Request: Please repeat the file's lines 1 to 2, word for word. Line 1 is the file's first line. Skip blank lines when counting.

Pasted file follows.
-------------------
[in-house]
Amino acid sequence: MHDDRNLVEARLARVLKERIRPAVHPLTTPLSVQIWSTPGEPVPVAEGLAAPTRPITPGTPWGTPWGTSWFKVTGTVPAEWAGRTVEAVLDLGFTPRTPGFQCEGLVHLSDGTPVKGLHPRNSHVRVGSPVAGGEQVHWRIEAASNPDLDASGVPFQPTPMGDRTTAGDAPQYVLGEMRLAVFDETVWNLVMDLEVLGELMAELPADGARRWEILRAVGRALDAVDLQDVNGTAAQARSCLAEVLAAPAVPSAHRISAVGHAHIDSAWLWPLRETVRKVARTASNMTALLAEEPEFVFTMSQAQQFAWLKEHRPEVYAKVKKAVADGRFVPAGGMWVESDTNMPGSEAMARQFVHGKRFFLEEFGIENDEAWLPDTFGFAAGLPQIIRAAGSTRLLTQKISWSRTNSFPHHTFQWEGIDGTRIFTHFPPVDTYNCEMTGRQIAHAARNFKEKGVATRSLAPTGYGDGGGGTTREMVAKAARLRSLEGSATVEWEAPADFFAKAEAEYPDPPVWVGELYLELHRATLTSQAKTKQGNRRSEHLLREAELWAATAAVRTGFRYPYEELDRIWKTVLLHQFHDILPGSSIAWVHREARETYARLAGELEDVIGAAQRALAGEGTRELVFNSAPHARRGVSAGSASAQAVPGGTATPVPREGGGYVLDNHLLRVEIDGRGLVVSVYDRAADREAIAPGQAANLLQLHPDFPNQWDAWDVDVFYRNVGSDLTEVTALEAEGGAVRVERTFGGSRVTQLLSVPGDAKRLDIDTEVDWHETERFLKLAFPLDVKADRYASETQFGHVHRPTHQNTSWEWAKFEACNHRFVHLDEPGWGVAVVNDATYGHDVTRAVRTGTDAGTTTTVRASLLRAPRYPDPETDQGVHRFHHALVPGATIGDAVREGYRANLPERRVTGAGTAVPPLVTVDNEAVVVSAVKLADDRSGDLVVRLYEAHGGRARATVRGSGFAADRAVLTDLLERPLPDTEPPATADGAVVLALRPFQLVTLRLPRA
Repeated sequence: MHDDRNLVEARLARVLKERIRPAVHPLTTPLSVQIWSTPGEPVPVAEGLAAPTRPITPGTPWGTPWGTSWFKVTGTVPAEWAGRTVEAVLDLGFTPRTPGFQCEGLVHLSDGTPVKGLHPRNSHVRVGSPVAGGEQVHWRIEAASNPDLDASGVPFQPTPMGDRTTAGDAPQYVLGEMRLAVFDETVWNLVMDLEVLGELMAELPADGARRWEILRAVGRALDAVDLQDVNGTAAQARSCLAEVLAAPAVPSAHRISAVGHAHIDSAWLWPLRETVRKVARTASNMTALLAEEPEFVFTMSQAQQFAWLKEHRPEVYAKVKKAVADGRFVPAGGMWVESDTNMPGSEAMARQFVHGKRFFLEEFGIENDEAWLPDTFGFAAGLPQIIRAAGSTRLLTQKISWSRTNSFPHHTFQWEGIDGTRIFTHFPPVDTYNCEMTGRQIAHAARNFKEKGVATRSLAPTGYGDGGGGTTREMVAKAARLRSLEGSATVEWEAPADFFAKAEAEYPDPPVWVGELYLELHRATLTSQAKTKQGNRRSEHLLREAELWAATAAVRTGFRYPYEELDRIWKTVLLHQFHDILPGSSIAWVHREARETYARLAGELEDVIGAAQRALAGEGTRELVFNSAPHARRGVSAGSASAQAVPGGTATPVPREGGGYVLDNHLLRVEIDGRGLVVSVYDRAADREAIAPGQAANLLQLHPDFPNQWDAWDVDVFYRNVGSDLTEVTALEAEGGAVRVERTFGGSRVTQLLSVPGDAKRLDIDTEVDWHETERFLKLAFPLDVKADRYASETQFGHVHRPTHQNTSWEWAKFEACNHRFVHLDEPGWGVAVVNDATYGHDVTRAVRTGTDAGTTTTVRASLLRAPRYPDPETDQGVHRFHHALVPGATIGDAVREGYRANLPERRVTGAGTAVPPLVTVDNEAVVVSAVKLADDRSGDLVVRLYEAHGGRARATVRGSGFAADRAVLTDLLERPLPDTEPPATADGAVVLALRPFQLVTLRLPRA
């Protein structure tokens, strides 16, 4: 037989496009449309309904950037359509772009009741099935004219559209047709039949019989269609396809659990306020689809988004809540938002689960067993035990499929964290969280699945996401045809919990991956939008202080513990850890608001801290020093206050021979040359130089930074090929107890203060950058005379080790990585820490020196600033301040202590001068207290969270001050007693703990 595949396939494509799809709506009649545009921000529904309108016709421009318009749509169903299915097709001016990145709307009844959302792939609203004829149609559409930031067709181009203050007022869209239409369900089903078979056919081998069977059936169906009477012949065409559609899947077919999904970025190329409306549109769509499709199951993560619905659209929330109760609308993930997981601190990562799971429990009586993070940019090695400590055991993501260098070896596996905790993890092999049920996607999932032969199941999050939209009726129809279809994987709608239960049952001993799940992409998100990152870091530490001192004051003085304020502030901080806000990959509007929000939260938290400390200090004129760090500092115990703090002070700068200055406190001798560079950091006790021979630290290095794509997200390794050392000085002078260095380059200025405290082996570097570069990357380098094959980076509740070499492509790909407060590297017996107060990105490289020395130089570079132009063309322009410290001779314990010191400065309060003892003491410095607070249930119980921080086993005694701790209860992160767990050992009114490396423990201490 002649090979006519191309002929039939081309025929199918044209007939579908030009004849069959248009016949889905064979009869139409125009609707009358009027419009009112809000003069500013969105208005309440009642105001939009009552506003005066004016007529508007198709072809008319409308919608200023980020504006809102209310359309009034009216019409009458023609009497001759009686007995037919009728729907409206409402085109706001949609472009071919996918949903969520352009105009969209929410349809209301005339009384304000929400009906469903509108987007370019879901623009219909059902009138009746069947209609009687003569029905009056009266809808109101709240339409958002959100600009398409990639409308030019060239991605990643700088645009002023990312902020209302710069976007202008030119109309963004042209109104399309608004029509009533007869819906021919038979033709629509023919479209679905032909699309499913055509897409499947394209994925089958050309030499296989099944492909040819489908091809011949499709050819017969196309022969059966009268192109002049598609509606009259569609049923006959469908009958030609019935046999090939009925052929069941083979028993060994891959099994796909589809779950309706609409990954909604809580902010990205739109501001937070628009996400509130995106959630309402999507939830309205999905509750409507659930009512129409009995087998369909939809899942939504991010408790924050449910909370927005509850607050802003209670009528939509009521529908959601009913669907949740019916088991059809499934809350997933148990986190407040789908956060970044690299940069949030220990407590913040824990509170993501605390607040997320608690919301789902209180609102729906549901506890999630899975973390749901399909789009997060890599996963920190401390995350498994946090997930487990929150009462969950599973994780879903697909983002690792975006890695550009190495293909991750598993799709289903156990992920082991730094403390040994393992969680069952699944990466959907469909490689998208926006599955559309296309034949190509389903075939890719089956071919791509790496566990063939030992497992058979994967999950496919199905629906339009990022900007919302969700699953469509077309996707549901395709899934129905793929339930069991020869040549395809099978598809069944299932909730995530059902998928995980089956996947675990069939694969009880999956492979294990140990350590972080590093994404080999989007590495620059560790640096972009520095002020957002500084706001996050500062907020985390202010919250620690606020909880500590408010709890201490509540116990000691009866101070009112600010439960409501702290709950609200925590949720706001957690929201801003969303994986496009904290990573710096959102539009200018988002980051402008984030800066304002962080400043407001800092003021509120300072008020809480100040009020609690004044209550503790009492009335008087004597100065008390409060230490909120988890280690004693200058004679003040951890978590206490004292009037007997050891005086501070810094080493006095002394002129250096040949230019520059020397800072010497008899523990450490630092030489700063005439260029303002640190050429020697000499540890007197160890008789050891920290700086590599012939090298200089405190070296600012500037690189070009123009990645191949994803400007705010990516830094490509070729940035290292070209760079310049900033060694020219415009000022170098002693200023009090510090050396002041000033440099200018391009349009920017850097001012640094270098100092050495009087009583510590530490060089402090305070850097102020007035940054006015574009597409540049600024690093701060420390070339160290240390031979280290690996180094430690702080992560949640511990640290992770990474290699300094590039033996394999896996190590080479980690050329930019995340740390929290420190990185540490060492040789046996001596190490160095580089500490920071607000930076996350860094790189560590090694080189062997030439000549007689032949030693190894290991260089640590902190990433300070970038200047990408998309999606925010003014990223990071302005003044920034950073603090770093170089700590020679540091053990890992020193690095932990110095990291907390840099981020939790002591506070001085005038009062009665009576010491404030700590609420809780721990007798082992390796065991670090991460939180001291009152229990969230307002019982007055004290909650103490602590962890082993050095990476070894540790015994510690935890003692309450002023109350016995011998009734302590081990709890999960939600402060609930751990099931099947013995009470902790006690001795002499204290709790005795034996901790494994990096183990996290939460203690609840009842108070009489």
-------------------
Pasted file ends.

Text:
[in-house]
Amino acid sequence: MHDDRNLVEARLARVLKERIRPAVHPLTTPLSVQIWSTPGEPVPVAEGLAAPTRPITPGTPWGTPWGTSWFKVTGTVPAEWAGRTVEAVLDLGFTPRTPGFQCEGLVHLSDGTPVKGLHPRNSHVRVGSPVAGGEQVHWRIEAASNPDLDASGVPFQPTPMGDRTTAGDAPQYVLGEMRLAVFDETVWNLVMDLEVLGELMAELPADGARRWEILRAVGRALDAVDLQDVNGTAAQARSCLAEVLAAPAVPSAHRISAVGHAHIDSAWLWPLRETVRKVARTASNMTALLAEEPEFVFTMSQAQQFAWLKEHRPEVYAKVKKAVADGRFVPAGGMWVESDTNMPGSEAMARQFVHGKRFFLEEFGIENDEAWLPDTFGFAAGLPQIIRAAGSTRLLTQKISWSRTNSFPHHTFQWEGIDGTRIFTHFPPVDTYNCEMTGRQIAHAARNFKEKGVATRSLAPTGYGDGGGGTTREMVAKAARLRSLEGSATVEWEAPADFFAKAEAEYPDPPVWVGELYLELHRATLTSQAKTKQGNRRSEHLLREAELWAATAAVRTGFRYPYEELDRIWKTVLLHQFHDILPGSSIAWVHREARETYARLAGELEDVIGAAQRALAGEGTRELVFNSAPHARRGVSAGSASAQAVPGGTATPVPREGGGYVLDNHLLRVEIDGRGLVVSVYDRAADREAIAPGQAANLLQLHPDFPNQWDAWDVDVFYRNVGSDLTEVTALEAEGGAVRVERTFGGSRVTQLLSVPGDAKRLDIDTEVDWHETERFLKLAFPLDVKADRYASETQFGHVHRPTHQNTSWEWAKFEACNHRFVHLDEPGWGVAVVNDATYGHDVTRAVRTGTDAGTTTTVRASLLRAPRYPDPETDQGVHRFHHALVPGATIGDAVREGYRANLPERRVTGAGTAVPPLVTVDNEAVVVSAVKLADDRSGDLVVRLYEAHGGRARATVRGSGFAADRAVLTDLLERPLPDTEPPATADGAVVLALRPFQLVTLRLPRA